I don’t know why no one has thought of this simple, five step solution to the looming fossil fuel depletion problem facing the world. It’s simple, sustainable and I’m going to share it with the entire world right here, right now … for free.
- Gather up all plant and animal matter currently living on the earth and in the oceans.
- Bury it all between 7,500 and 15,000 feet underground, preferably beneath an ocean.
- Wait 300 to 400 million years.
- Drill down to it and pump it all back out of the ground.
Follow these five simple steps and we will have a never-ending series of 150 year supplies of cheap, abundant fossil fuel.
(Implementing space-based solar power would actually be cheaper, quicker, environmentally friendlier and every bit as sustainable … if we do it before the current 150 year supply of now-not-so-cheap fossil fuel runs out.)
Ad Astra ("to the stars"), the award winning magazine of the National Space Society (NSS), has recently published a special report covering space-based solar power (SBSP). This richly illustrated special report explains the technologies behind SBSP in an easy to understand way. Included is a fascinating conversation with Dr. Pete Glaser, now 84 and considered the father of the space-based solar power concept.
A large portion of the special report details the efforts of the Space-Based Solar Power Study Group who, in conjunction with the National Space Security Office (NSSO), published Space-Based Solar Power As an Opportunity for Strategic Security – Phase 0 Architecture Feasibility Study in October of 2007.
This special report includes the following five articles which discuss the potential for space-based solar power, with looks at its history, its current strategic importance and ways forward to make it a reality.
- ENERGY FROM ORBIT – John C. Mankins
- AN ENERGY PIONEER LOOKS BACK – William Ledbetter
- STRATEGIC IMPORTANCE – Space-Based Solar Power Study Group
- A NEW COALITION – Arthur Smith
- ON THE MOON – Al Globus
I shed a tear as I read the obituary of Sir Arthur C. Clarke yesterday. He regaled us with science fiction stories based on fantastic ideas of our future, both on and off the planet. He provided scientific commentary to us during the exciting days of Apollo moon missions, alongside Walter Cronkite. And he has given us many scientific ideas which have become realities like communication satellites, geosynchronous orbits and the space station. Sir Arthur also recently lent his support to the Google Lunar X-Prize competition.
When personal computers would barely fit in your living room let alone on your desk and the Internet was known only to a handful of DARPA researchers as ARPANET, I read a passage in 2001:A Space Odyssey that has stuck with me for over 30 years. It wasn’t even part of the story. It was a short note at the end of the book that said “The entire manuscript for this book was sent from Sri Lanka to my publisher in New York City on a single 5-1/4 inch floppy disk.” At that moment, I realized that if I one day become a writer, I could live and work from anywhere in the world. Little did I know what was to come … but I’ll bet Sir Arthur did.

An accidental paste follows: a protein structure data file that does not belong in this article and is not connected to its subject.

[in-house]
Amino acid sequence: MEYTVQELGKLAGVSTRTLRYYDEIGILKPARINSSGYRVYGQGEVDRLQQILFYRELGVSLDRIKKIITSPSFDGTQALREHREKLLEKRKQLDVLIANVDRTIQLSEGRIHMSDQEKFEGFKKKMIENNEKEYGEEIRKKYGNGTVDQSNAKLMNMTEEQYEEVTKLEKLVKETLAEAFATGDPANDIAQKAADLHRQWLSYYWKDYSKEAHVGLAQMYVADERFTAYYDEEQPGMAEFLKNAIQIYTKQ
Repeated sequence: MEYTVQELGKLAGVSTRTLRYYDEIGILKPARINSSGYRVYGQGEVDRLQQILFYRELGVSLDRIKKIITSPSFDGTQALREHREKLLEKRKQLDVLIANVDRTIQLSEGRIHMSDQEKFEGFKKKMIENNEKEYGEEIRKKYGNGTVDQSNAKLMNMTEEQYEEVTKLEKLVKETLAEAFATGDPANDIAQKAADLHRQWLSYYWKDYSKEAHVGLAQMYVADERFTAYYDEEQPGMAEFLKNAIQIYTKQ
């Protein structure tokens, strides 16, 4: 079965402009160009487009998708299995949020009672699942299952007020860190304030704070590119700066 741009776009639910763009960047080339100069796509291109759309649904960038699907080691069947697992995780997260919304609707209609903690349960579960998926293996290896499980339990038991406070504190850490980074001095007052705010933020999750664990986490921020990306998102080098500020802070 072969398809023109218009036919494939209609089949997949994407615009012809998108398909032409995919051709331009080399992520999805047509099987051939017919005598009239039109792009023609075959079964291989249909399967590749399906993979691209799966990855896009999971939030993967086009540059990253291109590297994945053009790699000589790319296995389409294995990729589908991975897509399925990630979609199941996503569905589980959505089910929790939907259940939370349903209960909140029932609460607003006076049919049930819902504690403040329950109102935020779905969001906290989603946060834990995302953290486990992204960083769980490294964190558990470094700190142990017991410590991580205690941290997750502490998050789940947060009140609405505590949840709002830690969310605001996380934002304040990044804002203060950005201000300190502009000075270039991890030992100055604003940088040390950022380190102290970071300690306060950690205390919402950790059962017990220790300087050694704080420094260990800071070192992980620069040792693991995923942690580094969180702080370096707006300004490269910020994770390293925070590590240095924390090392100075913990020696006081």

Sir Arthur C. Clarke left us with three wishes:
“I would like to see some evidence of extra-terrestrial life.”
“I would like to see us kick our addiction to oil and adopt clean energy sources.”
“I dearly wish to see lasting peace established in Sri Lanka.”
He ends his 90th Birthday Reflections video with this quote from Rudyard Kipling:
If I have given you delight
By aught that I have done,
Let me lie quiet in that night
Which shall be yours anon:
And for that little, little span
The dead are borne in mind
Seek not to question other than
The books I leave behind.
Rudyard Kipling, 1939
The June 5, 1975 NASA JPL Goldstone Demonstration of high power long distance wireless power transmission successfully transmitted 34kw of electrical power a distance of 1.5km at an efficiency of greater than 82%. At the time, it was the world record for high power long distance wireless power transmission.
Guy Pignolet from the Sunsat Energy Council gave an interesting presentation about Space Solar Power on 7 February 2008 at a recent LIFT08 Conference.
To see the presentation on the LIFT08 Conference website, click here: Space Solar Power by Guy Pignolet
The SBSP FAQ page has been updated. All questions are now completely answered and several of them contain links to audio answers from the Bright Spot radio interview on the topic of Space Based Solar Power that aired in December of 2007.
The National Federation of State High School Associations – Speech, Debate and Theatre Association (NFHS SDTA) has announced Alternative Energy as the 2008-2009 debate topic. One of the suggested debate resolutions is:
Resolved: The United States federal government should substantially increase alternative energy incentives in the United States.
This is an excellent opportunity for the current generation of students to become aware of and involved in advocacy for space-based solar power. The students of today have much to gain from the development and deployment of space-based solar power since the majority of them will still be alive near the end of the 21st century!
Space-based solar power would make an excellent topic for a high school debate, research paper of perhaps even a science fair project. Whatever the forum, the more folks that learn about the potential for space-based solar power, the more likely that our political and private sector leaders will become aware of it and influence our energy future as a result.
The NFHS SDTA debate topic paper “The Crisis in Energy: Can the United States Live with an Insatiable Thirst for More Fossil Fuels?” outlines the many aspects of energy independence and alternative energies very well, however it overlooks the concept of space-based solar power. I will attempt to contact the authors and provide them with resources to learn more about space-based solar power.